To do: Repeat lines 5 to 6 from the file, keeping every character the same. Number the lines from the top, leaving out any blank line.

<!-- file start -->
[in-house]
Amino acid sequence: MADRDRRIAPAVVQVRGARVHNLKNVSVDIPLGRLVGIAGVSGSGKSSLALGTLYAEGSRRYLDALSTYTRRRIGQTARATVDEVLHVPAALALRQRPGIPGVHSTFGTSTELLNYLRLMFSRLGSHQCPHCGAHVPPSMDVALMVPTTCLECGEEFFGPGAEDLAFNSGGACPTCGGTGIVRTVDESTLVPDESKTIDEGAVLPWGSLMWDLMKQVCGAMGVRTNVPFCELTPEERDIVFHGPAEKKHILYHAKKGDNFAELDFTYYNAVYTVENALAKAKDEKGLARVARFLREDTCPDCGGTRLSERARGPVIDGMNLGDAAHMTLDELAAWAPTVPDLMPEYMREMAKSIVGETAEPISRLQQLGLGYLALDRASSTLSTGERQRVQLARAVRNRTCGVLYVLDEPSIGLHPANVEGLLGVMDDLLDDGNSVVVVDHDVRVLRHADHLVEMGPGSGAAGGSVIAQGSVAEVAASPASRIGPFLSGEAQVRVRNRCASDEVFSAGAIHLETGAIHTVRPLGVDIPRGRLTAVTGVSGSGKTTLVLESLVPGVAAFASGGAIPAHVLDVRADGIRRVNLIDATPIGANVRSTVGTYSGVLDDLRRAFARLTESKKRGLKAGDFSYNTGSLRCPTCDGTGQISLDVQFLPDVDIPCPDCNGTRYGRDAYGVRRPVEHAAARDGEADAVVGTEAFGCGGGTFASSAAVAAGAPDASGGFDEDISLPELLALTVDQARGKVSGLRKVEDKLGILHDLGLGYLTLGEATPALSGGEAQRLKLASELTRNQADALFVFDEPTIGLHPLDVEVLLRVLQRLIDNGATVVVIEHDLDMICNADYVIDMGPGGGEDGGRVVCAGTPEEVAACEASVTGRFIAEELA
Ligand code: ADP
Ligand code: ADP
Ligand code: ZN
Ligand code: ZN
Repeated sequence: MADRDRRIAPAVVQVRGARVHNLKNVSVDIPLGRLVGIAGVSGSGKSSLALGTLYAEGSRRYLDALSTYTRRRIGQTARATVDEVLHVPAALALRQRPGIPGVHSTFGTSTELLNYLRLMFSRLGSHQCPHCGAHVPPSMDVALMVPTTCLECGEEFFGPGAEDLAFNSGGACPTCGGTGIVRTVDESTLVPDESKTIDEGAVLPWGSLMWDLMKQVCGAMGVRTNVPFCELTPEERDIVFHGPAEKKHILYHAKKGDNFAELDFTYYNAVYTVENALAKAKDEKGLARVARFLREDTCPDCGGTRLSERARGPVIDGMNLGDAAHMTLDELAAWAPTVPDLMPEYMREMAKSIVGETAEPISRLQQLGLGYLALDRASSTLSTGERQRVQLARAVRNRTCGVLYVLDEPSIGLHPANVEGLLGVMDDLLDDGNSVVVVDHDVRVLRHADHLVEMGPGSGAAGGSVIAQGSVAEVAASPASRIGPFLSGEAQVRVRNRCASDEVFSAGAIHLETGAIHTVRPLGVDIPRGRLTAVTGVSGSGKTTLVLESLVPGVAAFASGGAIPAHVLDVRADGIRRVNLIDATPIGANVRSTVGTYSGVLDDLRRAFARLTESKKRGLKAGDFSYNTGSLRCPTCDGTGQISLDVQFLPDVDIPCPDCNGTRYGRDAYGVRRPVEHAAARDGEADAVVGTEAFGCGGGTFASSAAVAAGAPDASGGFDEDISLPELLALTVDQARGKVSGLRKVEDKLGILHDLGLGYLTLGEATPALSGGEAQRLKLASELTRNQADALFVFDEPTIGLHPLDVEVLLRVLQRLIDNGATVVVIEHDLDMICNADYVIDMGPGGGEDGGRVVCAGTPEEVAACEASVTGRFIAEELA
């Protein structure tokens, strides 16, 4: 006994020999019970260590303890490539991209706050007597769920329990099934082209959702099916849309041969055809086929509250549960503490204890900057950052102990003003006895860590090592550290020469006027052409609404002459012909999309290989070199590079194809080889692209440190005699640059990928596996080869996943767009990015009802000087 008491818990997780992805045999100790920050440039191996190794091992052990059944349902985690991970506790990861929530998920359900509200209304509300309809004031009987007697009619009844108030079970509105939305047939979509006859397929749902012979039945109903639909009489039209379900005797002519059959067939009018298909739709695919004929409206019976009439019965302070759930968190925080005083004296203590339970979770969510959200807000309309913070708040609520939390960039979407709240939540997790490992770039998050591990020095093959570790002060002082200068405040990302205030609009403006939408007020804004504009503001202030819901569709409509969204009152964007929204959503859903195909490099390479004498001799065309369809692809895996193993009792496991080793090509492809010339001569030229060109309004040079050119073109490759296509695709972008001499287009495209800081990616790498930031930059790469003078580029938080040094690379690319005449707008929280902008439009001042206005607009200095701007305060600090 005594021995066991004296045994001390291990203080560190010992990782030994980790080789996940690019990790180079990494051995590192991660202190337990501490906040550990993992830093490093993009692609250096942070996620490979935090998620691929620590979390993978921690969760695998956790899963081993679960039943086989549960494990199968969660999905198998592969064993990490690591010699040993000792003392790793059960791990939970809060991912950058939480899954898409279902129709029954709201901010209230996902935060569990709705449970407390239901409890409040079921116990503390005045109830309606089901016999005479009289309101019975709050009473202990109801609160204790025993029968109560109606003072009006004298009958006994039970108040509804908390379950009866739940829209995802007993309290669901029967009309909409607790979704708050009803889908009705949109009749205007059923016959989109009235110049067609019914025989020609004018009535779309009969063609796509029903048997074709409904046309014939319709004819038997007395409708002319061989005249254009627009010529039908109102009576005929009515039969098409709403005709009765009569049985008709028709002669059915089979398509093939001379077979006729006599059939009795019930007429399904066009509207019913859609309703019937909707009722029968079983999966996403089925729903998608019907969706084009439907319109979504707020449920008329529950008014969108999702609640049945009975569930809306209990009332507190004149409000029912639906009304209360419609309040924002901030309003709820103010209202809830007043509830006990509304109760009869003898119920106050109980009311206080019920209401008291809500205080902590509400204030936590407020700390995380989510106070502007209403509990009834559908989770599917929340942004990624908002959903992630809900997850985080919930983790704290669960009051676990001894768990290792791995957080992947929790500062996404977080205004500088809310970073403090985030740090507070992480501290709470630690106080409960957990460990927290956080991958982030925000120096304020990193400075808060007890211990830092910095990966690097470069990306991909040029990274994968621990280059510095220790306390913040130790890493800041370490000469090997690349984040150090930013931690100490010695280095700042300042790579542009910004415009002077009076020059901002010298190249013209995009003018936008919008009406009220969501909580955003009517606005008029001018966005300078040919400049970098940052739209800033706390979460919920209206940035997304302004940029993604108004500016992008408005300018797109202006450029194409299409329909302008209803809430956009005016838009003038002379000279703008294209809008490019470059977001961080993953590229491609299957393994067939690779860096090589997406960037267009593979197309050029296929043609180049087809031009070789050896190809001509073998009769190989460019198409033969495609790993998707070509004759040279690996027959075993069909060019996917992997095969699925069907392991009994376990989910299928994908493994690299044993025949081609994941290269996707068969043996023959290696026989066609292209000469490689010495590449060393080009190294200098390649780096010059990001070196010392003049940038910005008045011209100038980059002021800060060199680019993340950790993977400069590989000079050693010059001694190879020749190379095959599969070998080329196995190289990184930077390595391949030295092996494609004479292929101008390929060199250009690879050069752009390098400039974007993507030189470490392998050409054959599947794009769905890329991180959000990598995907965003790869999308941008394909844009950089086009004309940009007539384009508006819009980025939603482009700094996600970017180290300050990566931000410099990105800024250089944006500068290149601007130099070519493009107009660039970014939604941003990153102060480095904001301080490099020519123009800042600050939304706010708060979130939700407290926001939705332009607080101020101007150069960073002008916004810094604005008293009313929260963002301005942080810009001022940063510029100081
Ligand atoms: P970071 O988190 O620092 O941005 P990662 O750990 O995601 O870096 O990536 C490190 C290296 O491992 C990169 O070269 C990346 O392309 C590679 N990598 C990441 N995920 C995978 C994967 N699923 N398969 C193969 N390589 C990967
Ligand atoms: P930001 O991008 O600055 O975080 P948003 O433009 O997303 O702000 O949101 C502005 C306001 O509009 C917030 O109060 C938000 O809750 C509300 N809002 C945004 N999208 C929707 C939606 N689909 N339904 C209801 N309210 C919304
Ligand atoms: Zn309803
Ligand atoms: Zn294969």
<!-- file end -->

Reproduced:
Ligand code: ZN
Ligand code: ZN